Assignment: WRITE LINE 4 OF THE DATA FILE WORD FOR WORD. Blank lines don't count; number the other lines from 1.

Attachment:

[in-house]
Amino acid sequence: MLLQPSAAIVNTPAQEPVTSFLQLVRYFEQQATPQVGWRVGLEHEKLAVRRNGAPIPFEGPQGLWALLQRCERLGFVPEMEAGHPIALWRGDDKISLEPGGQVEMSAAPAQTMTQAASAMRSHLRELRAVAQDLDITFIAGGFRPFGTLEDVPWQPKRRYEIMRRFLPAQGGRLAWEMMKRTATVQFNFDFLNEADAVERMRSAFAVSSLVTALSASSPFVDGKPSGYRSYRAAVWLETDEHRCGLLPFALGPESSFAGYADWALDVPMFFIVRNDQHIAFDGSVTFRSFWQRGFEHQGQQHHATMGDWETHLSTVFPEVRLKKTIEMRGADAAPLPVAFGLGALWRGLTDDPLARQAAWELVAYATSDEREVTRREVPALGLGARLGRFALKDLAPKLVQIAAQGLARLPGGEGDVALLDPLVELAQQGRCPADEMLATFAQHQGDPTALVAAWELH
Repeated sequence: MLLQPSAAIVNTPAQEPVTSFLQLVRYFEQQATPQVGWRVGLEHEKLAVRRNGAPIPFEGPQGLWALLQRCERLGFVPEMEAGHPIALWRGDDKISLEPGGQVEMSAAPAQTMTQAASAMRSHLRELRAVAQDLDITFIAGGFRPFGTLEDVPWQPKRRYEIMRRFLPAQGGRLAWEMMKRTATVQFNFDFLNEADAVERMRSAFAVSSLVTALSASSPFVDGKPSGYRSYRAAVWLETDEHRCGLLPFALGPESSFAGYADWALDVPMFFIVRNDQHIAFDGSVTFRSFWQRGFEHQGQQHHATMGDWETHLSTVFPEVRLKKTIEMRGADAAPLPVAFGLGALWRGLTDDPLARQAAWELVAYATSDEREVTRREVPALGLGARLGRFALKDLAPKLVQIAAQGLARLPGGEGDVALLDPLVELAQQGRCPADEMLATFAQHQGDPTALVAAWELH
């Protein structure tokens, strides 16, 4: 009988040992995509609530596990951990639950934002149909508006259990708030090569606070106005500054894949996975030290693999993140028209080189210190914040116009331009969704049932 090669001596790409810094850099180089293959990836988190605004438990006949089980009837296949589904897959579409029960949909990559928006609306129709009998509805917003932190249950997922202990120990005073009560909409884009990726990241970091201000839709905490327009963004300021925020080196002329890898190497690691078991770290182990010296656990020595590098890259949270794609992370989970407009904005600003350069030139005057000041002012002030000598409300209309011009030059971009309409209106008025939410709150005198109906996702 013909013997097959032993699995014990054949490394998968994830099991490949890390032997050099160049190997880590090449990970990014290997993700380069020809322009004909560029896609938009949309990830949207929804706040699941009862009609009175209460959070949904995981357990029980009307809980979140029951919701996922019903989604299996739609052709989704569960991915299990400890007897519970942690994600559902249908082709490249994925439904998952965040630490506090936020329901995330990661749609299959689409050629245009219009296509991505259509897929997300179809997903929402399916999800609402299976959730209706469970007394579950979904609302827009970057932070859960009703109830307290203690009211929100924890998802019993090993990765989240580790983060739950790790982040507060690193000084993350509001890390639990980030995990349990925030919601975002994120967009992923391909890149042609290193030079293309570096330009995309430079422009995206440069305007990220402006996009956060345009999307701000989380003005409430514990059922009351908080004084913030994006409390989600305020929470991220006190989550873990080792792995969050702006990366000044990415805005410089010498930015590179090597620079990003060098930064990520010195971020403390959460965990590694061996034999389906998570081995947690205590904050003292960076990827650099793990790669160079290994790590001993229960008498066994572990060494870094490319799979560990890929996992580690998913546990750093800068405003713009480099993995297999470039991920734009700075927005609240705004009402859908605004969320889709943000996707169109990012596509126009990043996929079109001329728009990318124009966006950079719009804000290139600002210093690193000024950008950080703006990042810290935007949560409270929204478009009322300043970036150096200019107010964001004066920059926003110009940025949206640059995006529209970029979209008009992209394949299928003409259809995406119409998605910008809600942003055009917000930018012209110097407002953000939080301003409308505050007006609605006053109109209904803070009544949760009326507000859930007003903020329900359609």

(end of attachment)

């Protein structure tokens, strides 16, 4: 009988040992995509609530596990951990639950934002149909508006259990708030090569606070106005500054894949996975030290693999993140028209080189210190914040116009331009969704049932 090669001596790409810094850099180089293959990836988190605004438990006949089980009837296949589904897959579409029960949909990559928006609306129709009998509805917003932190249950997922202990120990005073009560909409884009990726990241970091201000839709905490327009963004300021925020080196002329890898190497690691078991770290182990010296656990020595590098890259949270794609992370989970407009904005600003350069030139005057000041002012002030000598409300209309011009030059971009309409209106008025939410709150005198109906996702 013909013997097959032993699995014990054949490394998968994830099991490949890390032997050099160049190997880590090449990970990014290997993700380069020809322009004909560029896609938009949309990830949207929804706040699941009862009609009175209460959070949904995981357990029980009307809980979140029951919701996922019903989604299996739609052709989704569960991915299990400890007897519970942690994600559902249908082709490249994925439904998952965040630490506090936020329901995330990661749609299959689409050629245009219009296509991505259509897929997300179809997903929402399916999800609402299976959730209706469970007394579950979904609302827009970057932070859960009703109830307290203690009211929100924890998802019993090993990765989240580790983060739950790790982040507060690193000084993350509001890390639990980030995990349990925030919601975002994120967009992923391909890149042609290193030079293309570096330009995309430079422009995206440069305007990220402006996009956060345009999307701000989380003005409430514990059922009351908080004084913030994006409390989600305020929470991220006190989550873990080792792995969050702006990366000044990415805005410089010498930015590179090597620079990003060098930064990520010195971020403390959460965990590694061996034999389906998570081995947690205590904050003292960076990827650099793990790669160079290994790590001993229960008498066994572990060494870094490319799979560990890929996992580690998913546990750093800068405003713009480099993995297999470039991920734009700075927005609240705004009402859908605004969320889709943000996707169109990012596509126009990043996929079109001329728009990318124009966006950079719009804000290139600002210093690193000024950008950080703006990042810290935007949560409270929204478009009322300043970036150096200019107010964001004066920059926003110009940025949206640059995006529209970029979209008009992209394949299928003409259809995406119409998605910008809600942003055009917000930018012209110097407002953000939080301003409308505050007006609605006053109109209904803070009544949760009326507000859930007003903020329900359609």